On the face of it, the Honeywell Kitchen Computer was an utter bust. When the bright-red home appliance appeared on cover of the Nieman Marcus winter catalogue in 1969, it was advertised as the ultimate tool to assist housewives in their quest to prepare the perfect Christmas feast. The machine – which had the not-so-catchy official name H316 – was designed to store recipes and create complete menus based on the flavours of the entrée. But despite these advantages, not a single device was ever sold due to the fact that any buyer would have required enough space to accommodate the 45kg device, some serious engineering skills and $10,600 to spare.
While some may argue that the advertisement was just a publicity stunt and that the computer was never intended for mass-adoption by the public, the machine serves as a precursor to modern smart-home technology. Today, not only would the average smartphone put the H316 to shame, these last few years have also seen the rise of a string of connected devices that can truly assist homeowners.
For instance, thermostats, security cameras and light bulbs can now be connected via wifi or Bluetooth and controlled by a simple swipe on your smartphone or just by talking out loud within range of your Amazon Echo speaker. These connected devices are the cornerstones of modern smart-home technology.
And given that the accountancy firm PwC is estimating that the connected home market will be worth $149bn globally by 2020, franchises have everything to win by integrating the trend into their business models in order to get a slice of that very profitable pie. And they better do it soon. “Whoever figures this out first will have a gigantic proportion of the market,” says Thomas Rebel, managing director of HomeServe Connect, the connected-home and energy-efficient boiler franchise. “And the gap between the company that comes first and those that come second and third is going to be huge.”
That’s why the franchise started to roll out its own smart-home service earlier this summer. Given that HomeServe, the home-assistance business, has made a name for itself by installing and maintaining boilers as well as plumbing, it made sense for HomeServe to start by expanding its services to include smart thermostats and early leakage-warning devices. But deciding to start with these devices presented the company with another problem: how to sell them. “There aren’t a lot of people who wake up in the morning and get excited about buying a smart thermostat,” says Rebel.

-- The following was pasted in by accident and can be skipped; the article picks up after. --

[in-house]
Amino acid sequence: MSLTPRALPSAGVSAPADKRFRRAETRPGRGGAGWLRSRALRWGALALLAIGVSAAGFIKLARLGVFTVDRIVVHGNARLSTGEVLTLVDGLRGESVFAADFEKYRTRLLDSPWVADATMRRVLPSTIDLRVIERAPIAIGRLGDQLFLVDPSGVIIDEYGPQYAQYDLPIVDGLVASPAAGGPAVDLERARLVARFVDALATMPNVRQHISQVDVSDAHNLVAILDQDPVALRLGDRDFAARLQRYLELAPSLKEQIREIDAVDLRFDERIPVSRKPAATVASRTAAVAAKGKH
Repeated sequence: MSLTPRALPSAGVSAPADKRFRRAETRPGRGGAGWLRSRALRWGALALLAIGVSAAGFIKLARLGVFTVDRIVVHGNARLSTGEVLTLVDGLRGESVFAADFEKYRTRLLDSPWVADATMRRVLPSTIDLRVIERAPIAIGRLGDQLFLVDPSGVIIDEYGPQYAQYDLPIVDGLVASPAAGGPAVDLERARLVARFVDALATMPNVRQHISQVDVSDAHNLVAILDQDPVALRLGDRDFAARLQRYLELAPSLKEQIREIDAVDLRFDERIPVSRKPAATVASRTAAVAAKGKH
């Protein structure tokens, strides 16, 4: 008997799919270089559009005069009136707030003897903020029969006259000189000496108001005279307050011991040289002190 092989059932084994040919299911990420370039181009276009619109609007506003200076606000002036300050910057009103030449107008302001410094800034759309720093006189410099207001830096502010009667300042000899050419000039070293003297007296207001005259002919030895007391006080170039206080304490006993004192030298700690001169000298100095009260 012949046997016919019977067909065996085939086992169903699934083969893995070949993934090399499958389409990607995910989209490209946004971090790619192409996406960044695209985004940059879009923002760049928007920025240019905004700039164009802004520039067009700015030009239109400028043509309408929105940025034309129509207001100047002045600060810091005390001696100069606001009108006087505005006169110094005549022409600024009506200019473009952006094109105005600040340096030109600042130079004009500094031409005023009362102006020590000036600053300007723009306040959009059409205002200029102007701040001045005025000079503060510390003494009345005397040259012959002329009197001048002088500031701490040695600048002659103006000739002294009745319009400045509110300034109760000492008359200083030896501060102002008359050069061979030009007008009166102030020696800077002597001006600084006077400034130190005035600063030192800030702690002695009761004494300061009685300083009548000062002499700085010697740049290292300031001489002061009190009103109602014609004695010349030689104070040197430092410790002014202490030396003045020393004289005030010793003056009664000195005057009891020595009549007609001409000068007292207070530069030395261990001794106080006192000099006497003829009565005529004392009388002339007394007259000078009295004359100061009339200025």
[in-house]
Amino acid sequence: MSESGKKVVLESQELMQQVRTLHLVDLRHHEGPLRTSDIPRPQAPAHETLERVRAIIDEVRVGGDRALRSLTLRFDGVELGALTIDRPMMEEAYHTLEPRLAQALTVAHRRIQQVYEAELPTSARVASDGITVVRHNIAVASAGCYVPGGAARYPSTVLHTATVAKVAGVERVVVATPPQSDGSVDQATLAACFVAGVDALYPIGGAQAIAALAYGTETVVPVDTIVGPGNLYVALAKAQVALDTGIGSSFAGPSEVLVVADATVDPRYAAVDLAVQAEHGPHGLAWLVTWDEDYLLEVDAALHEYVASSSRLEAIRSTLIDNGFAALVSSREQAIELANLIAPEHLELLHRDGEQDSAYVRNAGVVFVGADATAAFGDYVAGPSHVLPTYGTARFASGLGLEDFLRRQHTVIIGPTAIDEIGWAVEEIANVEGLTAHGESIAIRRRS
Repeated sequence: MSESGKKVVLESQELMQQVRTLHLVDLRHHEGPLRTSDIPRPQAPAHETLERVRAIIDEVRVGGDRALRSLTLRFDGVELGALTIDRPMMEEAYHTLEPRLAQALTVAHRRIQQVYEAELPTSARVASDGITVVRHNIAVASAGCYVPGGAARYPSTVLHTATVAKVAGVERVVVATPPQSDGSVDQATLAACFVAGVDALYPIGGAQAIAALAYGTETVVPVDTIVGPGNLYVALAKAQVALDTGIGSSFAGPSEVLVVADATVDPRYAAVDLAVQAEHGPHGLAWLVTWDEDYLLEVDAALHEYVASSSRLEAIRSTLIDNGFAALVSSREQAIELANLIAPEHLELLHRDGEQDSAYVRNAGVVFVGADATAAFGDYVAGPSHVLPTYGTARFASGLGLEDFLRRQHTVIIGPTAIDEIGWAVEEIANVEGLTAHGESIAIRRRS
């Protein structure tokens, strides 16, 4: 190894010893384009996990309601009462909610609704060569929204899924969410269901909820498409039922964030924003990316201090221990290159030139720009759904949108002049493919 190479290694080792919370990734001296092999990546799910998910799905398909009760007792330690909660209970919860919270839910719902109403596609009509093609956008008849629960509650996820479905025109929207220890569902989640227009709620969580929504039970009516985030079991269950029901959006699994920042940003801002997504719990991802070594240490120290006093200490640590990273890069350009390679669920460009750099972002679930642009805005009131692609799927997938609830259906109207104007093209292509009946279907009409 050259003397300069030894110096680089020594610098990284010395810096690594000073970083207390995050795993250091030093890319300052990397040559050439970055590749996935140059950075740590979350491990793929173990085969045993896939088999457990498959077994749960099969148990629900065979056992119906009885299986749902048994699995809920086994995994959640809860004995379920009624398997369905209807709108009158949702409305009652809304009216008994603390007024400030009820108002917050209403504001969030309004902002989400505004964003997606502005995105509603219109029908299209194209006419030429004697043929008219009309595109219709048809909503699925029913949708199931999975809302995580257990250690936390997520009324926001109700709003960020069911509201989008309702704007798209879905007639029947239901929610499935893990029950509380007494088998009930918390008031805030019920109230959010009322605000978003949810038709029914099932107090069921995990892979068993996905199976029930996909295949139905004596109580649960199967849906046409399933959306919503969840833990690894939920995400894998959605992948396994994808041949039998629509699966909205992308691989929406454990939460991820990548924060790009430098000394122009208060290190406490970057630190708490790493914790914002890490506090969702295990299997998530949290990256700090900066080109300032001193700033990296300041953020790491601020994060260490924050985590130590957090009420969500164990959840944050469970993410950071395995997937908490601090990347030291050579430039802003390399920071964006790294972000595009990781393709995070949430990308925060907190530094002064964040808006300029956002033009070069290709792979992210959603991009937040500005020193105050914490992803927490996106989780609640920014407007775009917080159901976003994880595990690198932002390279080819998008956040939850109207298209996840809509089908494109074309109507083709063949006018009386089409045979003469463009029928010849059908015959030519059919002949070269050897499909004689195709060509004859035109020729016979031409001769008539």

“These devices aren’t cheap, so you have to find a way to make it meaningful for customers to buy them.” For instance, whenever his franchisees are having a conversation with a customer about a new boiler, it’s a “pretty good opportunity to start talking about smart thermostats.”
So far, HomeServe franchisees have been given the choice to voluntarily integrate the devices into their own business model or to simply go on as usual. “We’re not forcing it down our people’s throats,” says Rebel. “We’re just making the case that it’s worth doing because it will make your customers happier and you’ll end up with more revenue.”
Leading the way
In real estate, staging refers to the process of a real-estate agent changing a house to make it more sellable. This can include painting a wall a different colour, removing family photographs and now, thanks to Coldwell Banker, the international real-estate franchise, this also includes setting up connected devices.
In August, the franchise introduced the world’s first ever smart-home staging kit, which includes installing smart thermostats, smoke alarms, security cameras, door locks and lights: everything you need to make a house a connected one. This is just the latest of moves that has seen the franchise become a real-estate leader by adopting smart-home technology.
Previously, the 110-year old company has launched a partnership with CNET, the tech publication, to establish a smart-home standard and developed a training program for its franchisees so that they can learn about the technology. The main reason for these initiatives has to do with the simple rule of supply and demand: house buyers want smart homes. Having recently surveyed 1,250 American adults, the franchise revealed that 54% would choose one over a regular house.
Another survey from John Burns Real Estate Consulting found that prospective buyers would pay more for smart homes. Given these studies, Coldwell Banker’s decision to invest in the technology as well, as the training of its people, makes perfect sense. “As a franchisor, you obviously want to be ahead of the curve to help your franchisees,” says David Siroty, vice-president of communications at Coldwell Banker.
And franchisees welcomed the move. “At the same time we were creating our programme, our agents were starting to be questioned by both buyers and sellers about smart-home technology,” says Siroty. “If we hadn’t done this, our agents would’ve lost opportunities to get sellers and buyers.”
And this is why it will benefit franchises to adopt connected devices as a part of their established models: it will help them seize any new opportunities that present themselves. “If you don’t, you’ll just become a smaller and less successful player on the market,” concludes Rebel.